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Coronavirus: Employment

Volume 678: debated on Tuesday 7 July 2020

What assessment he has made of the potential effect on levels of unemployment of withdrawing the (a) coronavirus job retention scheme and (b) self-employment income support schemes. (904355)

If he will develop a scheme based on the future jobs fund to support young unemployed people into work. (904362)

What support the Government are providing to self-employed workers affected by the covid-19 outbreak. (904363)

What assessment he has made of the potential effect on levels of unemployment of withdrawing the (a) coronavirus job retention scheme and (b) self-employment income support schemes. (904365)

What fiscal steps he is taking to support people unable to return to work as covid-19 lockdown restrictions are eased. (904378)

Through the coronavirus job retention scheme and the self-employment income support scheme, the Government have protected 9.4 million jobs and supported the incomes of 2.7 million self-employed. I remain committed to helping the unemployed return to work and supporting those who are most vulnerable to job loss. We will continue to monitor economic conditions to ensure our labour market policy response is both appropriate and effective.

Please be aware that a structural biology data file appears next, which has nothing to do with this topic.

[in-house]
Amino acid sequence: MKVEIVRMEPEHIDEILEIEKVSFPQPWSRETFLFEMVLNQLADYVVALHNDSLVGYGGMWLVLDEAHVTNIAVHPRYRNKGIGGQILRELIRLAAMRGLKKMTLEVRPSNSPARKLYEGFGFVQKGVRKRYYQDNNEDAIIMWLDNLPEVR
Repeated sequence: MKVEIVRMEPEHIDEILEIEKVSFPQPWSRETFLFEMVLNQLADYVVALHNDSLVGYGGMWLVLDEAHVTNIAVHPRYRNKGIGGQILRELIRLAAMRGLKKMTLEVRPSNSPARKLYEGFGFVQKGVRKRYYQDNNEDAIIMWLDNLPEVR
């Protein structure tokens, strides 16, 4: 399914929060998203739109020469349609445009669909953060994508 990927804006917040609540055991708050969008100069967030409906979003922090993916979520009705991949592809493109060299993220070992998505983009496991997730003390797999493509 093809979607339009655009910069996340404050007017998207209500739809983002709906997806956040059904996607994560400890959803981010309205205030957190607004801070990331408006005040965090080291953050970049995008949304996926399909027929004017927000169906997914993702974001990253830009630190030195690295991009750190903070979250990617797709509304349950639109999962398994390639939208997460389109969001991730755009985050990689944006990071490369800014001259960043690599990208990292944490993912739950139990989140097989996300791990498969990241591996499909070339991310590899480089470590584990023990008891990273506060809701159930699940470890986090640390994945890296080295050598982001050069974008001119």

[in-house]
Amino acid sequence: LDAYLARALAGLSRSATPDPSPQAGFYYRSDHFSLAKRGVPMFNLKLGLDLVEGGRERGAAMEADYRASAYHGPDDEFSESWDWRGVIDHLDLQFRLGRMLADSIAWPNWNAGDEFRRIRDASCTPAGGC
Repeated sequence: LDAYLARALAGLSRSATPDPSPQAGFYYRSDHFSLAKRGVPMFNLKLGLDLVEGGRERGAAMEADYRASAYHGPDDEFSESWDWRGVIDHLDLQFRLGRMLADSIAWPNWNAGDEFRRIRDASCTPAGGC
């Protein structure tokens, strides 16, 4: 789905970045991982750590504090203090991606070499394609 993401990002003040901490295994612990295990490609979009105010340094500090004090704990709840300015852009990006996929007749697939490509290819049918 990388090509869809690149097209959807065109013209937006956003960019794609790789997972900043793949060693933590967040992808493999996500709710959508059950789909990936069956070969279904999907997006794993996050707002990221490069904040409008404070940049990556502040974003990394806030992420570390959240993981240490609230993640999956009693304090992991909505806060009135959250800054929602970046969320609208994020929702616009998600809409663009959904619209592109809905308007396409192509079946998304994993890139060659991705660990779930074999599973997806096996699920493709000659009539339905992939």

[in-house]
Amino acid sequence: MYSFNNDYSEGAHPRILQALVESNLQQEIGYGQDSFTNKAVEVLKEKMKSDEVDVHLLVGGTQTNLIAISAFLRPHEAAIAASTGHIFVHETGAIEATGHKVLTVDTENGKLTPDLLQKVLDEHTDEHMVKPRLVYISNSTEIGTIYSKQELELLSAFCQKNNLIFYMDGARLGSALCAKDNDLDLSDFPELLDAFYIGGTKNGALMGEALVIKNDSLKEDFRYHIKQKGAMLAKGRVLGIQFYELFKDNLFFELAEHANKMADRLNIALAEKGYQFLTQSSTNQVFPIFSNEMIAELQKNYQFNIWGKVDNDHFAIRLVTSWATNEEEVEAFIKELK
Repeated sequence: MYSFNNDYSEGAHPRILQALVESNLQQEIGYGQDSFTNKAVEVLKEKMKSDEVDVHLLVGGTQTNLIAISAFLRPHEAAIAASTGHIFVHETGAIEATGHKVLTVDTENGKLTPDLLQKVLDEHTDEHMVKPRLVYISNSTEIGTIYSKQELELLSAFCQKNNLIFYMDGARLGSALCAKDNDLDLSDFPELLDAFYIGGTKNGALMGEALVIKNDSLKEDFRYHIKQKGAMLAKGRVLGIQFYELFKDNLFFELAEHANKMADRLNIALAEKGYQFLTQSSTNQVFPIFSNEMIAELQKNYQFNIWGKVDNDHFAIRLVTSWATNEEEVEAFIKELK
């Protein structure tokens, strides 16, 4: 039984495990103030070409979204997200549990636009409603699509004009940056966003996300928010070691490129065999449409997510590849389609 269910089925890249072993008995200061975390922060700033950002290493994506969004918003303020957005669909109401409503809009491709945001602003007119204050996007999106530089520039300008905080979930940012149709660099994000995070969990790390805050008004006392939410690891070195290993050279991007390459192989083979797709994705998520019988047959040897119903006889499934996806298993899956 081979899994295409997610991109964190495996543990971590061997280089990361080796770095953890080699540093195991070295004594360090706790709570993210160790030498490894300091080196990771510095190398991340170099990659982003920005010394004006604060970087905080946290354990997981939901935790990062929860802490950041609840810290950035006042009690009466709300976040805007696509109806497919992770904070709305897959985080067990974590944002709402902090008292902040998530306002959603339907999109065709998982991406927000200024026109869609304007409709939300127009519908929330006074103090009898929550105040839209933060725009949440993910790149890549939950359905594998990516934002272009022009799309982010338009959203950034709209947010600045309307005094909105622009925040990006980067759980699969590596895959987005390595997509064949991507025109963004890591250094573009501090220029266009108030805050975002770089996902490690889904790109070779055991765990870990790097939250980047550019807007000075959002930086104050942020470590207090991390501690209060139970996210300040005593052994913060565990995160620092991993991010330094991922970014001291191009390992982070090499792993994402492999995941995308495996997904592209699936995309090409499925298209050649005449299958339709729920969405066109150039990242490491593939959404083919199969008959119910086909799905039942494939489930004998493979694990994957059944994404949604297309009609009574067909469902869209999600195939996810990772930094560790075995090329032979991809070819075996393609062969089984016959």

In his announcement of the self-employment income support scheme, the Chancellor told self-employed people that they have not been forgotten and no one will be left behind, but the Treasury Committee has found that more than a million people have been unable to benefit from either that scheme or the job retention scheme. That is certainly what I am finding in Rotherham. Will he commit to acting to ensure that, true to his word, no one is left to face this crisis alone?

Some 95% of those who are majority self-employed are able to benefit from the self-employment scheme. In its design, its duration, the breadth of its coverage and the generosity of its support, the scheme remains the most generous and comprehensive self-employment support scheme in the world.

We are facing the worst economic recession in history and a climate crisis. Despite the warm words yesterday, the green finance announcement does not go far enough. Germany is investing between £40 billion and £50 billion, France £13.5 billion and South Korea £11.5 billion, so £3 billion just does not cut it. Given that half a million 16 to 24-year-olds are currently unemployed, will the Chancellor commit to properly financing a green jobs guarantee to give our young people a future?

The hon. Lady mentioned plans from other countries. It is worth bearing in mind that those plans relate to spending commitments over many years and are actually better compared with what we outlined at Budget, where we set out a £600 billion investment programme over the remainder of this Parliament, including many initiatives such as carbon capture and storage, the nature for climate fund and improvements in air quality. Conservative Members wholeheartedly believe in a green revolution, and we will provide the capital to make that happen.